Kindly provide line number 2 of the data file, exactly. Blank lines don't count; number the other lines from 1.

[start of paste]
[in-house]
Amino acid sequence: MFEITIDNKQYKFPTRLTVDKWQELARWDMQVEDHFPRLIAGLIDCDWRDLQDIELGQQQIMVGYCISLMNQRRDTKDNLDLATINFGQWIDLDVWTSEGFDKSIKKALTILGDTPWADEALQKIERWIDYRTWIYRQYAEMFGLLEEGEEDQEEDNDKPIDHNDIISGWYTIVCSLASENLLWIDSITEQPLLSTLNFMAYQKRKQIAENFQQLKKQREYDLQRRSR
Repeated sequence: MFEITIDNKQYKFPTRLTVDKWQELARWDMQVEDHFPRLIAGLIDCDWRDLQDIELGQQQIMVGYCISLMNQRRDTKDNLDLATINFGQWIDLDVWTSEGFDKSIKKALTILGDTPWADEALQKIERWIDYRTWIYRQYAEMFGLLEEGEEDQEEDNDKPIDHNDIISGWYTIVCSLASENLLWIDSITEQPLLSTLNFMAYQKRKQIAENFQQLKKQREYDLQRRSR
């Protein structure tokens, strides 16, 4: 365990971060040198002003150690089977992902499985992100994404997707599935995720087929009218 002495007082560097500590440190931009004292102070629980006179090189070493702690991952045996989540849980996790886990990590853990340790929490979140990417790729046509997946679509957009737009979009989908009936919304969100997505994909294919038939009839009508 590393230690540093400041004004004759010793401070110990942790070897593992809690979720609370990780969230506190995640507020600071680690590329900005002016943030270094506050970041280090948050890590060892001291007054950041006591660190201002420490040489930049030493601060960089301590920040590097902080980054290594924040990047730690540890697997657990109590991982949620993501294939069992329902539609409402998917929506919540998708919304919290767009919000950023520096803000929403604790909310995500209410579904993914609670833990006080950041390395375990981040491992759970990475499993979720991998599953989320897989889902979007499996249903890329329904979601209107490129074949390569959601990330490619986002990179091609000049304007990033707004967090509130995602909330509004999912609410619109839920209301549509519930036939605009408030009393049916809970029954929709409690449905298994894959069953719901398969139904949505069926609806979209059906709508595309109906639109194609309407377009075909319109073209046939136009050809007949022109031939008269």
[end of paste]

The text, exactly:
Amino acid sequence: MFEITIDNKQYKFPTRLTVDKWQELARWDMQVEDHFPRLIAGLIDCDWRDLQDIELGQQQIMVGYCISLMNQRRDTKDNLDLATINFGQWIDLDVWTSEGFDKSIKKALTILGDTPWADEALQKIERWIDYRTWIYRQYAEMFGLLEEGEEDQEEDNDKPIDHNDIISGWYTIVCSLASENLLWIDSITEQPLLSTLNFMAYQKRKQIAENFQQLKKQREYDLQRRSR